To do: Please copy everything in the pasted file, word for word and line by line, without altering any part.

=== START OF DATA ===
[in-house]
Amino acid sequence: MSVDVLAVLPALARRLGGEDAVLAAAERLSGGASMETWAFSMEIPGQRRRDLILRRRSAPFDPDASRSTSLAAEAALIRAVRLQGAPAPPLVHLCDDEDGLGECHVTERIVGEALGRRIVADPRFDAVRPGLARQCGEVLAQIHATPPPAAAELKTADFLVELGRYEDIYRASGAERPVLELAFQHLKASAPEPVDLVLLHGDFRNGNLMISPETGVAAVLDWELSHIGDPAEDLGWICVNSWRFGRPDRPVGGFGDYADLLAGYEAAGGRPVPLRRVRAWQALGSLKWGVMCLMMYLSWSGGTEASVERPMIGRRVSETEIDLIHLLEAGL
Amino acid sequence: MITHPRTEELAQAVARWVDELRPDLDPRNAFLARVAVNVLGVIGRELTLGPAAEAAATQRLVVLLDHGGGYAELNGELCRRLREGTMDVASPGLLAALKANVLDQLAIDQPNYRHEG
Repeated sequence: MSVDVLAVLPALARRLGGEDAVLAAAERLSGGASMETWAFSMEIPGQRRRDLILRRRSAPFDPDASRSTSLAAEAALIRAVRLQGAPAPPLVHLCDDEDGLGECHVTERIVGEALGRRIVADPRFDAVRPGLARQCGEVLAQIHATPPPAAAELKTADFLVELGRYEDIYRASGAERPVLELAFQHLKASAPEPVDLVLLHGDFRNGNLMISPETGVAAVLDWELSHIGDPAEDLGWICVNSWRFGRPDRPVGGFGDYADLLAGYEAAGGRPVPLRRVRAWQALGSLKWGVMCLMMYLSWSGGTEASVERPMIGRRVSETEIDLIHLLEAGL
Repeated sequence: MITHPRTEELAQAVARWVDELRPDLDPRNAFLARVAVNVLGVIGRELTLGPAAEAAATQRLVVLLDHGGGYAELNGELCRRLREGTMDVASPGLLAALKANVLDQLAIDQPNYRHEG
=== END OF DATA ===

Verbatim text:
[in-house]
Amino acid sequence: MSVDVLAVLPALARRLGGEDAVLAAAERLSGGASMETWAFSMEIPGQRRRDLILRRRSAPFDPDASRSTSLAAEAALIRAVRLQGAPAPPLVHLCDDEDGLGECHVTERIVGEALGRRIVADPRFDAVRPGLARQCGEVLAQIHATPPPAAAELKTADFLVELGRYEDIYRASGAERPVLELAFQHLKASAPEPVDLVLLHGDFRNGNLMISPETGVAAVLDWELSHIGDPAEDLGWICVNSWRFGRPDRPVGGFGDYADLLAGYEAAGGRPVPLRRVRAWQALGSLKWGVMCLMMYLSWSGGTEASVERPMIGRRVSETEIDLIHLLEAGL
Amino acid sequence: MITHPRTEELAQAVARWVDELRPDLDPRNAFLARVAVNVLGVIGRELTLGPAAEAAATQRLVVLLDHGGGYAELNGELCRRLREGTMDVASPGLLAALKANVLDQLAIDQPNYRHEG
Repeated sequence: MSVDVLAVLPALARRLGGEDAVLAAAERLSGGASMETWAFSMEIPGQRRRDLILRRRSAPFDPDASRSTSLAAEAALIRAVRLQGAPAPPLVHLCDDEDGLGECHVTERIVGEALGRRIVADPRFDAVRPGLARQCGEVLAQIHATPPPAAAELKTADFLVELGRYEDIYRASGAERPVLELAFQHLKASAPEPVDLVLLHGDFRNGNLMISPETGVAAVLDWELSHIGDPAEDLGWICVNSWRFGRPDRPVGGFGDYADLLAGYEAAGGRPVPLRRVRAWQALGSLKWGVMCLMMYLSWSGGTEASVERPMIGRRVSETEIDLIHLLEAGL
Repeated sequence: MITHPRTEELAQAVARWVDELRPDLDPRNAFLARVAVNVLGVIGRELTLGPAAEAAATQRLVVLLDHGGGYAELNGELCRRLREGTMDVASPGLLAALKANVLDQLAIDQPNYRHEG